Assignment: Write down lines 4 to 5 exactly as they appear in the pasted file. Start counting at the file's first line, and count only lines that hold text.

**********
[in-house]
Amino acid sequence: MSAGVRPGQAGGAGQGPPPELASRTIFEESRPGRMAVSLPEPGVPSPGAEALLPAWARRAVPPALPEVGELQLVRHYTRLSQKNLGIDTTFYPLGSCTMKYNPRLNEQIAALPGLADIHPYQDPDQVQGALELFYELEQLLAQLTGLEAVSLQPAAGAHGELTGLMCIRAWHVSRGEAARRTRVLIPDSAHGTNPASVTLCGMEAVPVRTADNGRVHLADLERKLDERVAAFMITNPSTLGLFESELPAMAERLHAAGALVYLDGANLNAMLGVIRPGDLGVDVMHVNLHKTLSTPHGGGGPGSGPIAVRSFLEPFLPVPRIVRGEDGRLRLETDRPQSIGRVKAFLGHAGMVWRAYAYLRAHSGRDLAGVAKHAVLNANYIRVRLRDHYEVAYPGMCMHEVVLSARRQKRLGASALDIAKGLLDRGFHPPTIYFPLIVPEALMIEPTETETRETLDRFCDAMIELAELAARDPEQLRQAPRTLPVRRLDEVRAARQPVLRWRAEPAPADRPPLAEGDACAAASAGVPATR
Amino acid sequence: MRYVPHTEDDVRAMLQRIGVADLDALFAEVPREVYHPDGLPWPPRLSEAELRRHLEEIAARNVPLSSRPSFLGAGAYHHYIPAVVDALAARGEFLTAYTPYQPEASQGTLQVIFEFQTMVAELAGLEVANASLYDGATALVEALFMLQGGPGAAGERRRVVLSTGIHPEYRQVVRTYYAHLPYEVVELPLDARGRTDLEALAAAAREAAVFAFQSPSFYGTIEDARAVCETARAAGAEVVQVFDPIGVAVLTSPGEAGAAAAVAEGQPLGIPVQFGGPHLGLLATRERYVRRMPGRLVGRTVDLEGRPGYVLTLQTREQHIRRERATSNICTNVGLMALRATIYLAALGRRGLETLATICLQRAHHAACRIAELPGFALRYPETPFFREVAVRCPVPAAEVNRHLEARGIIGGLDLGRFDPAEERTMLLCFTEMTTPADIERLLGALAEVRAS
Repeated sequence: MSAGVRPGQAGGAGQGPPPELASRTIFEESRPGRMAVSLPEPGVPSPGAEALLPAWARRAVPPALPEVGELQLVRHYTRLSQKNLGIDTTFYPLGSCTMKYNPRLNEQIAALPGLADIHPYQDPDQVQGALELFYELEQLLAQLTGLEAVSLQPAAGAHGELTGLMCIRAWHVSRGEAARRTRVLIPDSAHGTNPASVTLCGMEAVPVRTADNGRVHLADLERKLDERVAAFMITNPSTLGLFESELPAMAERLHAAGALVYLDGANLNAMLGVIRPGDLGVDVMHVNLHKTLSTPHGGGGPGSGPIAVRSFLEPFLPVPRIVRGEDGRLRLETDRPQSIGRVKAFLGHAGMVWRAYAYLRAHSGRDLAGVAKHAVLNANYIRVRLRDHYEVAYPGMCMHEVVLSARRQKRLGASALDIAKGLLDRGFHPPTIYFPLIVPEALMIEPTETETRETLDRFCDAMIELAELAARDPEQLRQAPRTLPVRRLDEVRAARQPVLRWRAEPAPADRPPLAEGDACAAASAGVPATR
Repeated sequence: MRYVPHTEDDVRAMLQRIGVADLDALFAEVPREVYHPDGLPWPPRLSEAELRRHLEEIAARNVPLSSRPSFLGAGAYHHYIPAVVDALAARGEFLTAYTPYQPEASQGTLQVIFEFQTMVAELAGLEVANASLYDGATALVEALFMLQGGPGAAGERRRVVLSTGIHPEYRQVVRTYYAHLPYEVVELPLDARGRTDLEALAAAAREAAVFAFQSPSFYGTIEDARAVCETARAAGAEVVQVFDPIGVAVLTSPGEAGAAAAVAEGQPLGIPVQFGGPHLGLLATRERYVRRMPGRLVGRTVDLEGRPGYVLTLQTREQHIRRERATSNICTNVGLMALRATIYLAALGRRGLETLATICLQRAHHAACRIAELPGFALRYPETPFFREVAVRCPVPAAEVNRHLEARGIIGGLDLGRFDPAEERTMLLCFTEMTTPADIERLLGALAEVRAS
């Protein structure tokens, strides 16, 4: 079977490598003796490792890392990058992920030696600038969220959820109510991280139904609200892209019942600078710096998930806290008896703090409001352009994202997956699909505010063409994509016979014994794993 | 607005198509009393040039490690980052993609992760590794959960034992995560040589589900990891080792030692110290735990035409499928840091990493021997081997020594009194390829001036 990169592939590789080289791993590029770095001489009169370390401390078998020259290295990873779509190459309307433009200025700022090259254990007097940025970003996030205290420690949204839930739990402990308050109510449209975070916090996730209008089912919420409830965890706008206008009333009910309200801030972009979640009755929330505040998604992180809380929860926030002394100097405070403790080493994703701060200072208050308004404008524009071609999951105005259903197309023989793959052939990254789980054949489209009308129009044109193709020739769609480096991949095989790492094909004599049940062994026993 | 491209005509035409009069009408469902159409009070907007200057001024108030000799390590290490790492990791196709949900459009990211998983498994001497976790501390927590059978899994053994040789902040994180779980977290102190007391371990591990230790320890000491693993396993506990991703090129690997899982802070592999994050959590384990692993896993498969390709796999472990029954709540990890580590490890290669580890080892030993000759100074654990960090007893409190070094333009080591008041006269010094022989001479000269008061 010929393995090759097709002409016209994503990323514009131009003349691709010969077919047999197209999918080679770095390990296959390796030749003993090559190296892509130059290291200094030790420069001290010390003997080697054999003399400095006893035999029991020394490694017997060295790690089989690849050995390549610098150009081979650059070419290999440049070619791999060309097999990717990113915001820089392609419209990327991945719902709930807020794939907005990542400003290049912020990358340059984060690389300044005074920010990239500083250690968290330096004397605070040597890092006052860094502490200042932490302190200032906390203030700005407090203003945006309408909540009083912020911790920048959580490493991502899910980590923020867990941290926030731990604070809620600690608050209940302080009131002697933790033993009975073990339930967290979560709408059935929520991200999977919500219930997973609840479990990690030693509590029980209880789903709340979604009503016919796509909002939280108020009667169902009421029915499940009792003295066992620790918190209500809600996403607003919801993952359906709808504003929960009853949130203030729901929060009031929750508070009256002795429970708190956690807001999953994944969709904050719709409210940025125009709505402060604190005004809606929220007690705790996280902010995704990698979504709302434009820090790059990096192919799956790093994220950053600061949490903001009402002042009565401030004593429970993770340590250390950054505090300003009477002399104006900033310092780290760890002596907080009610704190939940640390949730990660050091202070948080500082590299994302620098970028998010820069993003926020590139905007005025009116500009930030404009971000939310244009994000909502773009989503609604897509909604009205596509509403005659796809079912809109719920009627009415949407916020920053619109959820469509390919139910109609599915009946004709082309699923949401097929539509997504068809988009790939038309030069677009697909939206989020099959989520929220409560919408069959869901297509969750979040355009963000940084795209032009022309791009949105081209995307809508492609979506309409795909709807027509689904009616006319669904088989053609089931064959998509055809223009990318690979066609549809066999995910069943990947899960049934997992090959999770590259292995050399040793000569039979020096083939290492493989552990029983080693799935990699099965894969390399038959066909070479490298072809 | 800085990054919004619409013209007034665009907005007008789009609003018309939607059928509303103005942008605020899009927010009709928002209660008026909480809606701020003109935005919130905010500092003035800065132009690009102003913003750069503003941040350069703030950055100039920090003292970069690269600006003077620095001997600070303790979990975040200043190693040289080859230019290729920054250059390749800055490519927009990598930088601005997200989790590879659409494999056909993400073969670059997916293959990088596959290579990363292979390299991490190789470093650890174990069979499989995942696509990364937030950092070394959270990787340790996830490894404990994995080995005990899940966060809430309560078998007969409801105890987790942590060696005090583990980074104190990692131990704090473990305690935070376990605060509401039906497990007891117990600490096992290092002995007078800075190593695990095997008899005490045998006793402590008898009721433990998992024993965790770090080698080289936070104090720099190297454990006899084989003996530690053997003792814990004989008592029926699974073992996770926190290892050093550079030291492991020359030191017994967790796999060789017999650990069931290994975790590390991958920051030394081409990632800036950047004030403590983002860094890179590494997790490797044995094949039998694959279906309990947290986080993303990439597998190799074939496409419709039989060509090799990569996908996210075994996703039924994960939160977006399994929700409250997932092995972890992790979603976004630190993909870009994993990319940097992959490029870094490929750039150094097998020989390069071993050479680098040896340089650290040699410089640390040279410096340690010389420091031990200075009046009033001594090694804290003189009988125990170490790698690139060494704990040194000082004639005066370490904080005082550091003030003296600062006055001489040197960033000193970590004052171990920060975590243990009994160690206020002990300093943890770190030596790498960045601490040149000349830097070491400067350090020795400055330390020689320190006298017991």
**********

Repeated sequence: MSAGVRPGQAGGAGQGPPPELASRTIFEESRPGRMAVSLPEPGVPSPGAEALLPAWARRAVPPALPEVGELQLVRHYTRLSQKNLGIDTTFYPLGSCTMKYNPRLNEQIAALPGLADIHPYQDPDQVQGALELFYELEQLLAQLTGLEAVSLQPAAGAHGELTGLMCIRAWHVSRGEAARRTRVLIPDSAHGTNPASVTLCGMEAVPVRTADNGRVHLADLERKLDERVAAFMITNPSTLGLFESELPAMAERLHAAGALVYLDGANLNAMLGVIRPGDLGVDVMHVNLHKTLSTPHGGGGPGSGPIAVRSFLEPFLPVPRIVRGEDGRLRLETDRPQSIGRVKAFLGHAGMVWRAYAYLRAHSGRDLAGVAKHAVLNANYIRVRLRDHYEVAYPGMCMHEVVLSARRQKRLGASALDIAKGLLDRGFHPPTIYFPLIVPEALMIEPTETETRETLDRFCDAMIELAELAARDPEQLRQAPRTLPVRRLDEVRAARQPVLRWRAEPAPADRPPLAEGDACAAASAGVPATR
Repeated sequence: MRYVPHTEDDVRAMLQRIGVADLDALFAEVPREVYHPDGLPWPPRLSEAELRRHLEEIAARNVPLSSRPSFLGAGAYHHYIPAVVDALAARGEFLTAYTPYQPEASQGTLQVIFEFQTMVAELAGLEVANASLYDGATALVEALFMLQGGPGAAGERRRVVLSTGIHPEYRQVVRTYYAHLPYEVVELPLDARGRTDLEALAAAAREAAVFAFQSPSFYGTIEDARAVCETARAAGAEVVQVFDPIGVAVLTSPGEAGAAAAVAEGQPLGIPVQFGGPHLGLLATRERYVRRMPGRLVGRTVDLEGRPGYVLTLQTREQHIRRERATSNICTNVGLMALRATIYLAALGRRGLETLATICLQRAHHAACRIAELPGFALRYPETPFFREVAVRCPVPAAEVNRHLEARGIIGGLDLGRFDPAEERTMLLCFTEMTTPADIERLLGALAEVRAS